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Smart & Programmed Analytics & Diagnostics in I&C systems

I have had a couple of discussions lately related to the untapped potential of modern control systems in terms of improved diagnostics and analytical data that could improve reliability and performance.  

The table below shows some examples of some analytical and diagnostic functionality that can be built into or implemented into typical modern control systems. 

Note 1 – Most of the following examples can be implemented much easier than most people would assume. Using duplication tools that all controls integrators would be familiar with, the basic code can easily be mass produced and applied universally once the functional code is tested and verified.

Note 2 – Best practice would be to place this code in a stand-alone routine, task, or (sub) program that is separate from any control, safety, comms, or other functional logic. It may be wise to generate HMI ‘alerts’ depending on severity of error, data, or deviation, and possibly have one Diagnostics screen that shows all such diagnostic alerts that can be easily / periodically reviewed as needed.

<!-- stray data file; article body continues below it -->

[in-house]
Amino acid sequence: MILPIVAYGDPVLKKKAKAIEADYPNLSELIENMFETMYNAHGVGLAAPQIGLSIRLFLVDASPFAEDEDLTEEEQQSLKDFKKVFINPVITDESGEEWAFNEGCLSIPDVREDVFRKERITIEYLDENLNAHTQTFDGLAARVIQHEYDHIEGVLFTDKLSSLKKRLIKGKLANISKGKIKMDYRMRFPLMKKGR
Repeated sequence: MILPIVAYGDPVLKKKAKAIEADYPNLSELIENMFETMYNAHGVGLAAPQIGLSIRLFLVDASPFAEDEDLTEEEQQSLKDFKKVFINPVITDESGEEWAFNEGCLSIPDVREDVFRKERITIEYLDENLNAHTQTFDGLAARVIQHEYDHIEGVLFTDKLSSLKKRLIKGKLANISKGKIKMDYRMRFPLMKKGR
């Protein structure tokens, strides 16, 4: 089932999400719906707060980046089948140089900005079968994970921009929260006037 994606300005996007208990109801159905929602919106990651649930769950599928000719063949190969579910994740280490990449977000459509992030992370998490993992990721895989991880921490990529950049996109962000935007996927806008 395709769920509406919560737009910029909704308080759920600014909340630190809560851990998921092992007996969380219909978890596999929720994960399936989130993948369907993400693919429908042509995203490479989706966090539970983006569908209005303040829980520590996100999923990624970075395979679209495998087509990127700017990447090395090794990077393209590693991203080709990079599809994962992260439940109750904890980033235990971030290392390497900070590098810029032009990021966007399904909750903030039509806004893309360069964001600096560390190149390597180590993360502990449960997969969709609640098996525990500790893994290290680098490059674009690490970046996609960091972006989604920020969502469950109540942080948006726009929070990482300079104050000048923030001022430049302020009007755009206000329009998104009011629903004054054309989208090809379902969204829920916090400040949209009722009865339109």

Note 3 - In some cases, a secondary (higher) level of warning or alert notification may be utilized if the deviation or problem magnitude is at the higher threshold. These may even include audibles or inclusion on operator warning/alarm screens depending on the situation.

Note 4 – Many / most of today’s Smart instrumentation have incredible diagnostic capabilities that go largely untapped.

For example, all of those 3051’s (there are likely hundreds or thousands in your plant), all have plugged sensing line diagnostics built in, as well as diagnostics to monitor the overall condition of the 4-20mA loop and alert for changes in resistance, leakage, or power supply voltage (which are the most common loop problems in reality).